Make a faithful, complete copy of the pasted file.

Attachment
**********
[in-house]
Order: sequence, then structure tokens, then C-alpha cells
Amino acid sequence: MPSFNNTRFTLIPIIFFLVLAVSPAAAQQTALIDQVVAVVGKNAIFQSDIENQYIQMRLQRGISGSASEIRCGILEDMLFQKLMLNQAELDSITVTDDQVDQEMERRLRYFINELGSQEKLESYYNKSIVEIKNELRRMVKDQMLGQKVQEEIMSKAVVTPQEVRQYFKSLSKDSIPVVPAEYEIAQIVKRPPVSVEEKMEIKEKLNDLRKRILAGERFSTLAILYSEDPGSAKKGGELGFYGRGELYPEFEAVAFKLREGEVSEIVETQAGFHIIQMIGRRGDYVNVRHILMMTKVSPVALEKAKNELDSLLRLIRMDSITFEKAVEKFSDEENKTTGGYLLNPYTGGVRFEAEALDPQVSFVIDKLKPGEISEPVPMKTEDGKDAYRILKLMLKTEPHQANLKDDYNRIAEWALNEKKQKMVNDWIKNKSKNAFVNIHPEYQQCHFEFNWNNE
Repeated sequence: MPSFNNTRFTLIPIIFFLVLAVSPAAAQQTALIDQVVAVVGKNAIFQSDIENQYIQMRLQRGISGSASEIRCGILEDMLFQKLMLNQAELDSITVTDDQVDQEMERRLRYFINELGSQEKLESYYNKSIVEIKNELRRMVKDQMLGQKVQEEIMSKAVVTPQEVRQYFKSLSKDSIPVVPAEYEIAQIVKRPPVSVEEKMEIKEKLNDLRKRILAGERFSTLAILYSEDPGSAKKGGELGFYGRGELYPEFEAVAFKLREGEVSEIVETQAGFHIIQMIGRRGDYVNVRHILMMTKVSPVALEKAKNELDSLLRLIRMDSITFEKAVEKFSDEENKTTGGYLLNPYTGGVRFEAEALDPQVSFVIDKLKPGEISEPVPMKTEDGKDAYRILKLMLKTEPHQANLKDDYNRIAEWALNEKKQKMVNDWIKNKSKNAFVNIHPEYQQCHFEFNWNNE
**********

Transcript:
[in-house]
Order: sequence, then structure tokens, then C-alpha cells
Amino acid sequence: MPSFNNTRFTLIPIIFFLVLAVSPAAAQQTALIDQVVAVVGKNAIFQSDIENQYIQMRLQRGISGSASEIRCGILEDMLFQKLMLNQAELDSITVTDDQVDQEMERRLRYFINELGSQEKLESYYNKSIVEIKNELRRMVKDQMLGQKVQEEIMSKAVVTPQEVRQYFKSLSKDSIPVVPAEYEIAQIVKRPPVSVEEKMEIKEKLNDLRKRILAGERFSTLAILYSEDPGSAKKGGELGFYGRGELYPEFEAVAFKLREGEVSEIVETQAGFHIIQMIGRRGDYVNVRHILMMTKVSPVALEKAKNELDSLLRLIRMDSITFEKAVEKFSDEENKTTGGYLLNPYTGGVRFEAEALDPQVSFVIDKLKPGEISEPVPMKTEDGKDAYRILKLMLKTEPHQANLKDDYNRIAEWALNEKKQKMVNDWIKNKSKNAFVNIHPEYQQCHFEFNWNNE
Repeated sequence: MPSFNNTRFTLIPIIFFLVLAVSPAAAQQTALIDQVVAVVGKNAIFQSDIENQYIQMRLQRGISGSASEIRCGILEDMLFQKLMLNQAELDSITVTDDQVDQEMERRLRYFINELGSQEKLESYYNKSIVEIKNELRRMVKDQMLGQKVQEEIMSKAVVTPQEVRQYFKSLSKDSIPVVPAEYEIAQIVKRPPVSVEEKMEIKEKLNDLRKRILAGERFSTLAILYSEDPGSAKKGGELGFYGRGELYPEFEAVAFKLREGEVSEIVETQAGFHIIQMIGRRGDYVNVRHILMMTKVSPVALEKAKNELDSLLRLIRMDSITFEKAVEKFSDEENKTTGGYLLNPYTGGVRFEAEALDPQVSFVIDKLKPGEISEPVPMKTEDGKDAYRILKLMLKTEPHQANLKDDYNRIAEWALNEKKQKMVNDWIKNKSKNAFVNIHPEYQQCHFEFNWNNE